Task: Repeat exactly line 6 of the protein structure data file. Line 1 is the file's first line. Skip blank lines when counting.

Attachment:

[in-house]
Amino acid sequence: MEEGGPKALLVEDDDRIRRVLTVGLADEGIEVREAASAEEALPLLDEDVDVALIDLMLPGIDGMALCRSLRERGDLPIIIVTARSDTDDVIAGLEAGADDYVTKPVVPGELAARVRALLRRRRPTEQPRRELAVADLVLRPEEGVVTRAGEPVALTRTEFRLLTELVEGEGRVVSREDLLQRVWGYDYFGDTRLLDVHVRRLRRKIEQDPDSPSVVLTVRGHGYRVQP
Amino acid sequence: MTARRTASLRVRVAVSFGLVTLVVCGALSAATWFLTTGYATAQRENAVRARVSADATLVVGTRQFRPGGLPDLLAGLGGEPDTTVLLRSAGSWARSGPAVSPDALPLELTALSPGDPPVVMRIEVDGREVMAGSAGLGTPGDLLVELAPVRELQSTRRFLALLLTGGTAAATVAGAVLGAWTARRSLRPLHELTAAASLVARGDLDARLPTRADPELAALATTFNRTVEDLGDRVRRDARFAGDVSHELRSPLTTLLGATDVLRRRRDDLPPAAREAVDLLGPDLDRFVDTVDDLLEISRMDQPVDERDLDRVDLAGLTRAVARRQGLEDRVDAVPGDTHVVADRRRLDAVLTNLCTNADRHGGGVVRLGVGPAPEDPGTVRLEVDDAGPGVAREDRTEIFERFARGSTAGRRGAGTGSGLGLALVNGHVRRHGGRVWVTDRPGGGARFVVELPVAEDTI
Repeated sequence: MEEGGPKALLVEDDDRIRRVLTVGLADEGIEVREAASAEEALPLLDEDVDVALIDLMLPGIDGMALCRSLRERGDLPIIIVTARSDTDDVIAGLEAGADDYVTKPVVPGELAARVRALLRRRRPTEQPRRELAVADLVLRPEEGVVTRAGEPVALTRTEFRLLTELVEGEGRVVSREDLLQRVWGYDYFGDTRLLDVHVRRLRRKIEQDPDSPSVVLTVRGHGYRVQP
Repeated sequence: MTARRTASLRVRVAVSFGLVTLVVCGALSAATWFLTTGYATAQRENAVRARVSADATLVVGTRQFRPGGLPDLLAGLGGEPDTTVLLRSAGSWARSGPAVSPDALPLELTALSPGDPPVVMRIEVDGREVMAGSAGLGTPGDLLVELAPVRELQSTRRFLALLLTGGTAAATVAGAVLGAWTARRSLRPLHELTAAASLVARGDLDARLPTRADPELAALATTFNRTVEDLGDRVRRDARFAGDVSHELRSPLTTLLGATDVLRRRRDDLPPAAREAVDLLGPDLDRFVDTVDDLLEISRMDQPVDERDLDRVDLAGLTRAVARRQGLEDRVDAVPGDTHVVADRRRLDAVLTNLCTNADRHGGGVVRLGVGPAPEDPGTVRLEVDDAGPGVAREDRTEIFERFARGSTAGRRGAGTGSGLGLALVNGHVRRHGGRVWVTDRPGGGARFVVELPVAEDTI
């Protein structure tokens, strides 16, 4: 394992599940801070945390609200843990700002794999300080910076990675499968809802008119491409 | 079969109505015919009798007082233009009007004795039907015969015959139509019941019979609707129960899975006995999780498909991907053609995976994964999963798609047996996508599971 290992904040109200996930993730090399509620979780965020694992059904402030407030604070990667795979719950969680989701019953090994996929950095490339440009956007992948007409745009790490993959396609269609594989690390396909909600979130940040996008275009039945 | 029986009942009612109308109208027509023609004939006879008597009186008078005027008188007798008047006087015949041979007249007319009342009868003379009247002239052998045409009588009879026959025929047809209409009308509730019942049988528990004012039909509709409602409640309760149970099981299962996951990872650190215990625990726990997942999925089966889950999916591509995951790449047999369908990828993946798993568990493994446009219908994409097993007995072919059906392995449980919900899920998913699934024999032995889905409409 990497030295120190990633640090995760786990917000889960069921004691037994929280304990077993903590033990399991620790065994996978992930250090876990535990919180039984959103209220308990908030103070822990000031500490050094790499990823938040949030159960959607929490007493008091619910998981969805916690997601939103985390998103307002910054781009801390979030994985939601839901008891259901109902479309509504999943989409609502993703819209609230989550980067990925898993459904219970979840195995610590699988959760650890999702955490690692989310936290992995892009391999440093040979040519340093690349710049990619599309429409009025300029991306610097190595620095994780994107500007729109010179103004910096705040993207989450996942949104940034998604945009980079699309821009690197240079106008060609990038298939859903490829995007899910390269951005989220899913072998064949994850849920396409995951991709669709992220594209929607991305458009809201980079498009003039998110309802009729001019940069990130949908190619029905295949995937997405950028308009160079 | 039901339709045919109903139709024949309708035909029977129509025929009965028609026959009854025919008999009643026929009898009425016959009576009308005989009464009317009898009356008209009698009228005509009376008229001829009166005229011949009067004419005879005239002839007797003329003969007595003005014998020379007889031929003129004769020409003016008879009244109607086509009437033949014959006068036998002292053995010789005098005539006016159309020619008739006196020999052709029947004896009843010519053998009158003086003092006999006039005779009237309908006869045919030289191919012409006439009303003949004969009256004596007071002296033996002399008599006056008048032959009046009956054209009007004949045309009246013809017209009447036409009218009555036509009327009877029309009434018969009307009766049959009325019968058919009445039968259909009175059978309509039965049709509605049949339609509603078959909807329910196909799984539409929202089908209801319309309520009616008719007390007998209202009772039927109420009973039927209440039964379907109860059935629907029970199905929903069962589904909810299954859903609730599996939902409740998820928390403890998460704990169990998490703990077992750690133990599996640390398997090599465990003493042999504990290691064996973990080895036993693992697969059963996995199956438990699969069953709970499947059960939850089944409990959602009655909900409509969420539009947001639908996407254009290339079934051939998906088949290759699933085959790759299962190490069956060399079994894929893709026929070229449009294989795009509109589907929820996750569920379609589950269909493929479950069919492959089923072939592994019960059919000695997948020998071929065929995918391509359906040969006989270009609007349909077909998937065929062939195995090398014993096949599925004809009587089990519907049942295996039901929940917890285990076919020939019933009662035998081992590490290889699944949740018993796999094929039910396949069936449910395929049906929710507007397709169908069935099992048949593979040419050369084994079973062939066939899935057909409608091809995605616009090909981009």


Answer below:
């Protein structure tokens, strides 16, 4: 394992599940801070945390609200843990700002794999300080910076990675499968809802008119491409 | 079969109505015919009798007082233009009007004795039907015969015959139509019941019979609707129960899975006995999780498909991907053609995976994964999963798609047996996508599971 290992904040109200996930993730090399509620979780965020694992059904402030407030604070990667795979719950969680989701019953090994996929950095490339440009956007992948007409745009790490993959396609269609594989690390396909909600979130940040996008275009039945 | 029986009942009612109308109208027509023609004939006879008597009186008078005027008188007798008047006087015949041979007249007319009342009868003379009247002239052998045409009588009879026959025929047809209409009308509730019942049988528990004012039909509709409602409640309760149970099981299962996951990872650190215990625990726990997942999925089966889950999916591509995951790449047999369908990828993946798993568990493994446009219908994409097993007995072919059906392995449980919900899920998913699934024999032995889905409409 990497030295120190990633640090995760786990917000889960069921004691037994929280304990077993903590033990399991620790065994996978992930250090876990535990919180039984959103209220308990908030103070822990000031500490050094790499990823938040949030159960959607929490007493008091619910998981969805916690997601939103985390998103307002910054781009801390979030994985939601839901008891259901109902479309509504999943989409609502993703819209609230989550980067990925898993459904219970979840195995610590699988959760650890999702955490690692989310936290992995892009391999440093040979040519340093690349710049990619599309429409009025300029991306610097190595620095994780994107500007729109010179103004910096705040993207989450996942949104940034998604945009980079699309821009690197240079106008060609990038298939859903490829995007899910390269951005989220899913072998064949994850849920396409995951991709669709992220594209929607991305458009809201980079498009003039998110309802009729001019940069990130949908190619029905295949995937997405950028308009160079 | 039901339709045919109903139709024949309708035909029977129509025929009965028609026959009854025919008999009643026929009898009425016959009576009308005989009464009317009898009356008209009698009228005509009376008229001829009166005229011949009067004419005879005239002839007797003329003969007595003005014998020379007889031929003129004769020409003016008879009244109607086509009437033949014959006068036998002292053995010789005098005539006016159309020619008739006196020999052709029947004896009843010519053998009158003086003092006999006039005779009237309908006869045919030289191919012409006439009303003949004969009256004596007071002296033996002399008599006056008048032959009046009956054209009007004949045309009246013809017209009447036409009218009555036509009327009877029309009434018969009307009766049959009325019968058919009445039968259909009175059978309509039965049709509605049949339609509603078959909807329910196909799984539409929202089908209801319309309520009616008719007390007998209202009772039927109420009973039927209440039964379907109860059935629907029970199905929903069962589904909810299954859903609730599996939902409740998820928390403890998460704990169990998490703990077992750690133990599996640390398997090599465990003493042999504990290691064996973990080895036993693992697969059963996995199956438990699969069953709970499947059960939850089944409990959602009655909900409509969420539009947001639908996407254009290339079934051939998906088949290759699933085959790759299962190490069956060399079994894929893709026929070229449009294989795009509109589907929820996750569920379609589950269909493929479950069919492959089923072939592994019960059919000695997948020998071929065929995918391509359906040969006989270009609007349909077909998937065929062939195995090398014993096949599925004809009587089990519907049942295996039901929940917890285990076919020939019933009662035998081992590490290889699944949740018993796999094929039910396949069936449910395929049906929710507007397709169908069935099992048949593979040419050369084994079973062939066939899935057909409608091809995605616009090909981009």